Thirty-one promising first-year students at Arkansas State University comprise the next Chancellor’s Leadership Class (CLC) at A-State. Students are chosen for CLC based on their leadership involvement in high school and communities, participation in school events, and academic performance.

“Our hope is that being a member of CLC will result in your becoming a future student leader at A-State,” Chancellor Kelly Damphousse told the program applicants. “The CLC is more than a scholarship or student organization. Being nominated for CLC is a tremendous honor.”

Members of the inaugural 2020 CLC were instrumental in new campus initiatives, including creating a new marketing plan for the A-State student section at home athletic events. Their project, “House of Howl,” was presented to the student body at this week’s annual Order of the Pack.

In weekly sessions, the class focuses on academics, leadership, campus involvement, service, and cultural engagement. A wide range of leaders from campus, the local community and state and regional politics provide guest lectures and interaction with the students.

“Each meeting will be designed to provide these future A-State student leaders with opportunities to interact with other outstanding first-year students,” Damphousse said. “We were fortunate for last year’s inaugural class to hear the A-State Made stories of successful alumni as well as influential leaders like Arkansas Governor Asa Hutchinson.”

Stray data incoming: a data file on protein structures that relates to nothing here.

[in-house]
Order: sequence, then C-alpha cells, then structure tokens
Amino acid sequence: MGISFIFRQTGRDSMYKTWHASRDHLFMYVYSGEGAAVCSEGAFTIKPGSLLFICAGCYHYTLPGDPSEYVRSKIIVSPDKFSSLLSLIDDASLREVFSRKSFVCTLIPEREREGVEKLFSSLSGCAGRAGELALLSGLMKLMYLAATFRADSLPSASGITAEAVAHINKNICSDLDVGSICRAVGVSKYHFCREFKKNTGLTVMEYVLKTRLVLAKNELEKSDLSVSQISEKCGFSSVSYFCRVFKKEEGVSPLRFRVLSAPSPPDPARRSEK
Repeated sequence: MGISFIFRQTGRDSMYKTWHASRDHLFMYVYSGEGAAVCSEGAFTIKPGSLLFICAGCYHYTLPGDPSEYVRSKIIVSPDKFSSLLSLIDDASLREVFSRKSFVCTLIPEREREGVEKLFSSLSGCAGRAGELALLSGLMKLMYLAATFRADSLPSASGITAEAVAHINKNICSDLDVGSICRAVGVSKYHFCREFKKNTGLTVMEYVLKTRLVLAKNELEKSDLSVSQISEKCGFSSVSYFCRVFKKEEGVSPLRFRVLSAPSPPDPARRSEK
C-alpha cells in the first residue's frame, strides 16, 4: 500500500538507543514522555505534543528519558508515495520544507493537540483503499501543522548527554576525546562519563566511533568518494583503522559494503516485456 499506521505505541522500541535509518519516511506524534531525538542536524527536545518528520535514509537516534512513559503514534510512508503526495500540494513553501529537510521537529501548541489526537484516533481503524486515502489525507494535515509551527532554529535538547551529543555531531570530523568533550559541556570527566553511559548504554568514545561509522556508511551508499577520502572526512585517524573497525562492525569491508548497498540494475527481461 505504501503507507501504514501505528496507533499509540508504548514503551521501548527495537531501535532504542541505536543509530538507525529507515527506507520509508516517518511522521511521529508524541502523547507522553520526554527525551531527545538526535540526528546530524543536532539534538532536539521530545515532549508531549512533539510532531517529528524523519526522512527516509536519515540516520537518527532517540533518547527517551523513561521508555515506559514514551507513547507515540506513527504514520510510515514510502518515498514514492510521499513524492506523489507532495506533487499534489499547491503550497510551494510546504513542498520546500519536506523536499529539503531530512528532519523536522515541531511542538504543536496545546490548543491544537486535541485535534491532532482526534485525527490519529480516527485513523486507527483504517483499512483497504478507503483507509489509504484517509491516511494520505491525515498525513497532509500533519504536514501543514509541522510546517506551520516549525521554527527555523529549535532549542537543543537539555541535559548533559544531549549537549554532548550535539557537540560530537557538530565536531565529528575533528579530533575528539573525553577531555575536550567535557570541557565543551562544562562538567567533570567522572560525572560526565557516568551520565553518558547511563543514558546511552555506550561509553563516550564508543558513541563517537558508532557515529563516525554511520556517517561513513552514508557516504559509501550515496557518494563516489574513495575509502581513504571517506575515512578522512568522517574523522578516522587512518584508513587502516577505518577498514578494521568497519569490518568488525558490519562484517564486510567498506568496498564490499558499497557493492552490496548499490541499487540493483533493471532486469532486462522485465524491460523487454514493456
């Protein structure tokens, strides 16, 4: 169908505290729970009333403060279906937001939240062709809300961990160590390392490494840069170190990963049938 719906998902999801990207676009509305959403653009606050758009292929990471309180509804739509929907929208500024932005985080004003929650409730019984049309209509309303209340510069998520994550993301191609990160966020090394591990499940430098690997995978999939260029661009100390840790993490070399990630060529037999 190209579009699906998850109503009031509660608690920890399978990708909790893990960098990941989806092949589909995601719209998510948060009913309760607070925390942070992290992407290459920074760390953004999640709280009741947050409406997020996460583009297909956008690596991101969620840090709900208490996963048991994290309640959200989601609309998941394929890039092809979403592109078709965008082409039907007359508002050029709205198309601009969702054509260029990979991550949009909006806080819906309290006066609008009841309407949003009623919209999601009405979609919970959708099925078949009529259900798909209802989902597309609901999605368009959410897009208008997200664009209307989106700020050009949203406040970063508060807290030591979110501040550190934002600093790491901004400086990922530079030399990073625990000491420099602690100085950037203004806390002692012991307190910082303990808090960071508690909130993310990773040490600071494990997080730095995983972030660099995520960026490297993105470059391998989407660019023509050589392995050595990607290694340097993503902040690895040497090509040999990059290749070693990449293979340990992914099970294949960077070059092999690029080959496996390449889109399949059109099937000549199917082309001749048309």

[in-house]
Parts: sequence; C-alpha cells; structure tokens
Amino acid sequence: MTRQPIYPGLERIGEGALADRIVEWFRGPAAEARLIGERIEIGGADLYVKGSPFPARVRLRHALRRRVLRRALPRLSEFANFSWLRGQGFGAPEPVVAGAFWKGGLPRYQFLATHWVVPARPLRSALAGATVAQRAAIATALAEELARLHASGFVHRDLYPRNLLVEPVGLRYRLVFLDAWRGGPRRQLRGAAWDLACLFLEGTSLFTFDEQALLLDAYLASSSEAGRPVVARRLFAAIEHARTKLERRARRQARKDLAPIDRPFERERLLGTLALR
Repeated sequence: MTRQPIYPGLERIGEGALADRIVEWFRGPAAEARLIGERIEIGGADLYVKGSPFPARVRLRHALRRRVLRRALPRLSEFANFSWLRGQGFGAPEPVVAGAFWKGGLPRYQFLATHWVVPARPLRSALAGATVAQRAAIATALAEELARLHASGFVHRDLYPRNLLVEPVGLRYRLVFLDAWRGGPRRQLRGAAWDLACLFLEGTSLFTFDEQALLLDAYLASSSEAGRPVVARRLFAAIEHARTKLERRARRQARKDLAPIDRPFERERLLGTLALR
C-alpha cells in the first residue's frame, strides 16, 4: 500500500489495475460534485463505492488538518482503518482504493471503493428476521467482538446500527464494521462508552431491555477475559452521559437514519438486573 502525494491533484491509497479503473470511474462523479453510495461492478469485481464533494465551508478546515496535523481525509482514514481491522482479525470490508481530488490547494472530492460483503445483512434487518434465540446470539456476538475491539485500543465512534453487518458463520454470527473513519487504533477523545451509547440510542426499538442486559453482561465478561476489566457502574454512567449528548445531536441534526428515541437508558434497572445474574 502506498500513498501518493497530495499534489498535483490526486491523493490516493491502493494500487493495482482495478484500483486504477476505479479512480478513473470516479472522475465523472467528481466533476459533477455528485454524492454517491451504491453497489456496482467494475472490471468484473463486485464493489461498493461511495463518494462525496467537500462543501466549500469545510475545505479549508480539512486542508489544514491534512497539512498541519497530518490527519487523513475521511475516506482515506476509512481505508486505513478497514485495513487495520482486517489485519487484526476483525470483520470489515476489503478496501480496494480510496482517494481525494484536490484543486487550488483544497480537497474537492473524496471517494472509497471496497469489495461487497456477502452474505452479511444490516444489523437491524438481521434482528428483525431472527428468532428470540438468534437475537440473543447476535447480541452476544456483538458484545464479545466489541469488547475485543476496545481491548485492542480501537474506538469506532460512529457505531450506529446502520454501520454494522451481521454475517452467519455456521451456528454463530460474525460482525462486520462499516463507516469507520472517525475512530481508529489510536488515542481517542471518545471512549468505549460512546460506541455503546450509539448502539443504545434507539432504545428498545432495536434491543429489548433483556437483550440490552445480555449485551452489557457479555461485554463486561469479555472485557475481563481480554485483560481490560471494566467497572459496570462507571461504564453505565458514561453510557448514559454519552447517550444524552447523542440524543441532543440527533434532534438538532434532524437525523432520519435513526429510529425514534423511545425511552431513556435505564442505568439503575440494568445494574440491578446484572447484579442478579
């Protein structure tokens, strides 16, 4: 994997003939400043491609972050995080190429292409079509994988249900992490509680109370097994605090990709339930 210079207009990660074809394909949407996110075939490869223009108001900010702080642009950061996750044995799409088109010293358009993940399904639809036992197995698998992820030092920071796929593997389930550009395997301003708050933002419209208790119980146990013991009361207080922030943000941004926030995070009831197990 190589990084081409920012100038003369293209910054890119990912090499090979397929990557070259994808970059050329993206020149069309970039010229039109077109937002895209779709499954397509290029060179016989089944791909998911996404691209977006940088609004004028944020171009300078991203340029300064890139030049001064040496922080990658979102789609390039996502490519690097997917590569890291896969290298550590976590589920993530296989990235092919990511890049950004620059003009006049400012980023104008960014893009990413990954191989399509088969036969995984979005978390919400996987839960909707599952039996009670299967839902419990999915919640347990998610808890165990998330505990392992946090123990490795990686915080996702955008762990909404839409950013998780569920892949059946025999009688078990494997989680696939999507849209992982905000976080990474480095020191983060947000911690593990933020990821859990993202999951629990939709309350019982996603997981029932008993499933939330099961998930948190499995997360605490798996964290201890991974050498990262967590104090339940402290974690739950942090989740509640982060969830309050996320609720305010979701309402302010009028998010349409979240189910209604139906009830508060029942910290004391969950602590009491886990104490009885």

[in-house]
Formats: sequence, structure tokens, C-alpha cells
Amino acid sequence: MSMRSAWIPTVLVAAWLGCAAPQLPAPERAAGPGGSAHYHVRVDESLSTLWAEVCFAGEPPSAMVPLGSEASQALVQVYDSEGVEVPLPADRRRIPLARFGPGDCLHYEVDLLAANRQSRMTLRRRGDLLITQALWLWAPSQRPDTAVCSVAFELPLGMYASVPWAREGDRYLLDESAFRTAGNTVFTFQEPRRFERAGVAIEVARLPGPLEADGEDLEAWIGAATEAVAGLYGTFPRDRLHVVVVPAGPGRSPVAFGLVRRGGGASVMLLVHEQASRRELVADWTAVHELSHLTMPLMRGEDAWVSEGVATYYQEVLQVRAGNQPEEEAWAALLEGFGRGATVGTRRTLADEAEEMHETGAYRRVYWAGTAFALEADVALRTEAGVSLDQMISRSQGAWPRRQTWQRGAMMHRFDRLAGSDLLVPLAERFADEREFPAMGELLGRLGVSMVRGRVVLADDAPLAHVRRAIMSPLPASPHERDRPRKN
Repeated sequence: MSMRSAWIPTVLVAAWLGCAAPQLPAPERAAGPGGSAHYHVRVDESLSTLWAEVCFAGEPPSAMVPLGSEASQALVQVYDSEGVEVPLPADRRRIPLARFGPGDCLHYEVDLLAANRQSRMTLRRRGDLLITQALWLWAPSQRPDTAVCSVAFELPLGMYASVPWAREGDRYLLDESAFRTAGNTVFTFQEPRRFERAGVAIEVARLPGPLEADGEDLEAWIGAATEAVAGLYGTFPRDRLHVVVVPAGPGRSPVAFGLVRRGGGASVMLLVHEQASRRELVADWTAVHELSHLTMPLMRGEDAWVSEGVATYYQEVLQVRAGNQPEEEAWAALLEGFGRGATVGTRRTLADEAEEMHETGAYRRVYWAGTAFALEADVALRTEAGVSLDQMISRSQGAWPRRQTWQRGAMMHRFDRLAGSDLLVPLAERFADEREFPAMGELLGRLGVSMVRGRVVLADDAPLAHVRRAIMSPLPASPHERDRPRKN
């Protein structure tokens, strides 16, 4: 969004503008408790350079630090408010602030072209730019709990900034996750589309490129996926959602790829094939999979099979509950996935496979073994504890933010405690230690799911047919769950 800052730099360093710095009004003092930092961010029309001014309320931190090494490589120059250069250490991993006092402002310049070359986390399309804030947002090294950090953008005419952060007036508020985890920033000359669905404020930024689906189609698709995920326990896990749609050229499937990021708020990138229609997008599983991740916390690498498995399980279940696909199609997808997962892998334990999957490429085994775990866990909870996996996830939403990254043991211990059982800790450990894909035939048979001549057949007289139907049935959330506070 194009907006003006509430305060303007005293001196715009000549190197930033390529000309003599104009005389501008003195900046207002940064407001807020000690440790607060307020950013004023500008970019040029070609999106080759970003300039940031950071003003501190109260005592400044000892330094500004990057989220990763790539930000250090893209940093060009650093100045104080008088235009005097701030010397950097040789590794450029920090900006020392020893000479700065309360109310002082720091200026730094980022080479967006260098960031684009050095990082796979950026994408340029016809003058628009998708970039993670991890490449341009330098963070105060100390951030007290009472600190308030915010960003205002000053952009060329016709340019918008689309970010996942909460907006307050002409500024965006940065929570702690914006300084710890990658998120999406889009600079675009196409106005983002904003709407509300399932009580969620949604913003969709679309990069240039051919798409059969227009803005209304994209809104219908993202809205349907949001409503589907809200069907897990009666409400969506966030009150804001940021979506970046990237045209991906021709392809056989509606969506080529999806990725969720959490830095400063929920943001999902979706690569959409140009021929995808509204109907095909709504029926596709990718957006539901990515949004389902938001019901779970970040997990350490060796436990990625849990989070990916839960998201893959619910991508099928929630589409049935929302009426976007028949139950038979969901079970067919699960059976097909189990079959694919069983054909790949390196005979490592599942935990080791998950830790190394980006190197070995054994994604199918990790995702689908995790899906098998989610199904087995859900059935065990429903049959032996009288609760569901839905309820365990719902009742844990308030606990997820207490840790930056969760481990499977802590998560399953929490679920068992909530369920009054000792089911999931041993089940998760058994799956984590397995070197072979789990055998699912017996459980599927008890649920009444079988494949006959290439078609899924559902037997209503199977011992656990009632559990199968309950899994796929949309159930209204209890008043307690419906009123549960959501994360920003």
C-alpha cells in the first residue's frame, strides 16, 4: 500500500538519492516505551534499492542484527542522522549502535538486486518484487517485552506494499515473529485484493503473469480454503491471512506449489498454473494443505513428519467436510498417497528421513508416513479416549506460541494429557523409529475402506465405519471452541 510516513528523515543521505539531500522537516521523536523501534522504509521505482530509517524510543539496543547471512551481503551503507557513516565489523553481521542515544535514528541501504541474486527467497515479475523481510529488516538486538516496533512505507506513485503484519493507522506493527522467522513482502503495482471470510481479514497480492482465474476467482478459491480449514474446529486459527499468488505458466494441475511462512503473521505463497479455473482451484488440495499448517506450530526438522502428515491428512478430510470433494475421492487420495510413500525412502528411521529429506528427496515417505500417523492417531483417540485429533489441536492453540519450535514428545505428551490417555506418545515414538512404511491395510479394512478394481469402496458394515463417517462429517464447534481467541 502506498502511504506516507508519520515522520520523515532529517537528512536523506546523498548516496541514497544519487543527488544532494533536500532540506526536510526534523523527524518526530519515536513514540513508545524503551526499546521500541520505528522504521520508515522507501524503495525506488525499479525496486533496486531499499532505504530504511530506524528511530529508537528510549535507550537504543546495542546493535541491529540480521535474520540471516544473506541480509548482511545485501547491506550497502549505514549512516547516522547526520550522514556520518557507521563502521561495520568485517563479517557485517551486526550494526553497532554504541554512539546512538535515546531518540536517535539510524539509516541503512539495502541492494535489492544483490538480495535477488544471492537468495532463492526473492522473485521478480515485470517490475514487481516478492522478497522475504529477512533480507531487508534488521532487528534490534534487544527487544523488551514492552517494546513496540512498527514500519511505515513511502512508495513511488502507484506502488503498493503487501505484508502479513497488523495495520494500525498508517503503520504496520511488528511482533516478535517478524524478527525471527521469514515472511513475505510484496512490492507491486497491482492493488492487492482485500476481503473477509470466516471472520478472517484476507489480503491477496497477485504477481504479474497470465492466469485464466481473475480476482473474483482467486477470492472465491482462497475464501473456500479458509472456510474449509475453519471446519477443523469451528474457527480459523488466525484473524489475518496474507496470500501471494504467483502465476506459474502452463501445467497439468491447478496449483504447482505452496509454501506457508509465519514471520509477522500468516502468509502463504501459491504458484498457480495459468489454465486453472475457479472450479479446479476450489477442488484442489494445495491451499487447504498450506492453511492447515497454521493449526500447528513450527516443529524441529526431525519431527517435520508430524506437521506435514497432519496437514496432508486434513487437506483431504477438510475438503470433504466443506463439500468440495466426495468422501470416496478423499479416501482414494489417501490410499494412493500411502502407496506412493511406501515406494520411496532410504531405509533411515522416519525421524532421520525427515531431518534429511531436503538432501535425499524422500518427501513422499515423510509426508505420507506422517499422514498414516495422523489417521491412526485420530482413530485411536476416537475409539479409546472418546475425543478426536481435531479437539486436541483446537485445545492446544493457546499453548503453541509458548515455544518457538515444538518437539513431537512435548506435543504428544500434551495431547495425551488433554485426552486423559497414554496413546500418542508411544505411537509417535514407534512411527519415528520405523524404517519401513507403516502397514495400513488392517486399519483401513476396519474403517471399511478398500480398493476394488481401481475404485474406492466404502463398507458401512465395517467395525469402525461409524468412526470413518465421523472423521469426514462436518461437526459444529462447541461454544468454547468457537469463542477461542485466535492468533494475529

Students participating in the 2021 CLC will put their leadership skills into practice by working together on community service projects around campus. Each spring, the CLC completes a community engagement project focused on encouraging students in the Upper Delta to prepare for college. Those selected will receive a $750 stipend upon successfully completing each semester, $1,500 total for the year.

Along with the leadership opportunities, CLC members who complete the program will be invited to participate in a study abroad trip with the chancellor at the end of their sophomore year. While CLC students are responsible for the tuition associated with this three-credit hour experiential learning course, the CLC will cover the trip cost.

“Our goal is to prepare you to lead our university during the rest of your time at A-State, and then to lead in your career and your community after you graduate,” Damphousse said. “Study abroad and experiential learning is essential to fully developing those leadership skills.”

In addition, the 2021-22 CLC interns are sophomores Colten Sedman, a marketing major with sales concentration, Brookland High School, and Anna Young, a dietetics major, Little Rock Christian School. They are alumni of the inaugural CLC in 2020-21.

For more details about the program, one may contact Jennifer Salo, director of the Emerging Scholars Program, or (870) 972-2980.

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